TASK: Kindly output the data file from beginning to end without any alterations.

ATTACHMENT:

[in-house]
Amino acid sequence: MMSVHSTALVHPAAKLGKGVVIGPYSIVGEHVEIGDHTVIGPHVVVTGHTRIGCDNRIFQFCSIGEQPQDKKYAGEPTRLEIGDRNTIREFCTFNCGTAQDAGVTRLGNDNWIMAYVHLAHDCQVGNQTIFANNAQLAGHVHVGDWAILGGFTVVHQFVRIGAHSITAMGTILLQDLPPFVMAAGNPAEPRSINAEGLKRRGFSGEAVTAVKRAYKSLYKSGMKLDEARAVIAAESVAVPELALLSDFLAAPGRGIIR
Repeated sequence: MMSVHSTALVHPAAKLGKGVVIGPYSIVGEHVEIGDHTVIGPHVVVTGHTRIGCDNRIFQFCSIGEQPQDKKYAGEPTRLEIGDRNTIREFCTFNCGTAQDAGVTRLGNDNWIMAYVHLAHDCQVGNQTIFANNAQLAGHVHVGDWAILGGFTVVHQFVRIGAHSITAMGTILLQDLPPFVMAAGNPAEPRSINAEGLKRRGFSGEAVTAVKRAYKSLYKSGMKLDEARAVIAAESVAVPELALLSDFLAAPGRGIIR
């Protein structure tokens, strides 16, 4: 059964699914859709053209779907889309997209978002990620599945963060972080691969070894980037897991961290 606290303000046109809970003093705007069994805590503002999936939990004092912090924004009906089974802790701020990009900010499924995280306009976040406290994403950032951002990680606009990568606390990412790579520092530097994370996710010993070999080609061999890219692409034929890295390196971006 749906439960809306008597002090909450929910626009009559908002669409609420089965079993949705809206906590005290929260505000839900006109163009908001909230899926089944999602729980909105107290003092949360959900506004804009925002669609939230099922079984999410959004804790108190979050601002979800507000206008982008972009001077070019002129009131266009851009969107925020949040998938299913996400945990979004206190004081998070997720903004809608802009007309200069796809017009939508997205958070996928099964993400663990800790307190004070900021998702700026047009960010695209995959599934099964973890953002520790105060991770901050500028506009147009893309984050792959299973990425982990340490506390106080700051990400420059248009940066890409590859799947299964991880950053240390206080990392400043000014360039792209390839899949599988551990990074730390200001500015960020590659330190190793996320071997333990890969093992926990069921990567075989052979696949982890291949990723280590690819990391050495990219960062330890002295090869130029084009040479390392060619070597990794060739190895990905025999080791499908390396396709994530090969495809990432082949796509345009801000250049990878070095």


[in-house]
Amino acid sequence: MMSVHSTALVHPAAKLGKGVVIGPYSIVGEHVEIGDHTVIGPHVVVTGHTRIGCDNRIFQFCSIGEQPQDKKYAGEPTRLEIGDRNTIREFCTFNCGTAQDAGVTRLGNDNWIMAYVHLAHDCQVGNQTIFANNAQLAGHVHVGDWAILGGFTVVHQFVRIGAHSITAMGTILLQDLPPFVMAAGNPAEPRSINAEGLKRRGFSGEAVTAVKRAYKSLYKSGMKLDEARAVIAAESVAVPELALLSDFLAAPGRGIIR
Repeated sequence: MMSVHSTALVHPAAKLGKGVVIGPYSIVGEHVEIGDHTVIGPHVVVTGHTRIGCDNRIFQFCSIGEQPQDKKYAGEPTRLEIGDRNTIREFCTFNCGTAQDAGVTRLGNDNWIMAYVHLAHDCQVGNQTIFANNAQLAGHVHVGDWAILGGFTVVHQFVRIGAHSITAMGTILLQDLPPFVMAAGNPAEPRSINAEGLKRRGFSGEAVTAVKRAYKSLYKSGMKLDEARAVIAAESVAVPELALLSDFLAAPGRGIIR
């Protein structure tokens, strides 16, 4: 059964699914859709053209779907889309997209978002990620599945963060972080691969070894980037897991961290 606290303000046109809970003093705007069994805590503002999936939990004092912090924004009906089974802790701020990009900010499924995280306009976040406290994403950032951002990680606009990568606390990412790579520092530097994370996710010993070999080609061999890219692409034929890295390196971006 749906439960809306008597002090909450929910626009009559908002669409609420089965079993949705809206906590005290929260505000839900006109163009908001909230899926089944999602729980909105107290003092949360959900506004804009925002669609939230099922079984999410959004804790108190979050601002979800507000206008982008972009001077070019002129009131266009851009969107925020949040998938299913996400945990979004206190004081998070997720903004809608802009007309200069796809017009939508997205958070996928099964993400663990800790307190004070900021998702700026047009960010695209995959599934099964973890953002520790105060991770901050500028506009147009893309984050792959299973990425982990340490506390106080700051990400420059248009940066890409590859799947299964991880950053240390206080990392400043000014360039792209390839899949599988551990990074730390200001500015960020590659330190190793996320071997333990890969093992926990069921990567075989052979696949982890291949990723280590690819990391050495990219960062330890002295090869130029084009040479390392060619070597990794060739190895990905025999080791499908390396396709994530090969495809990432082949796509345009801000250049990878070095």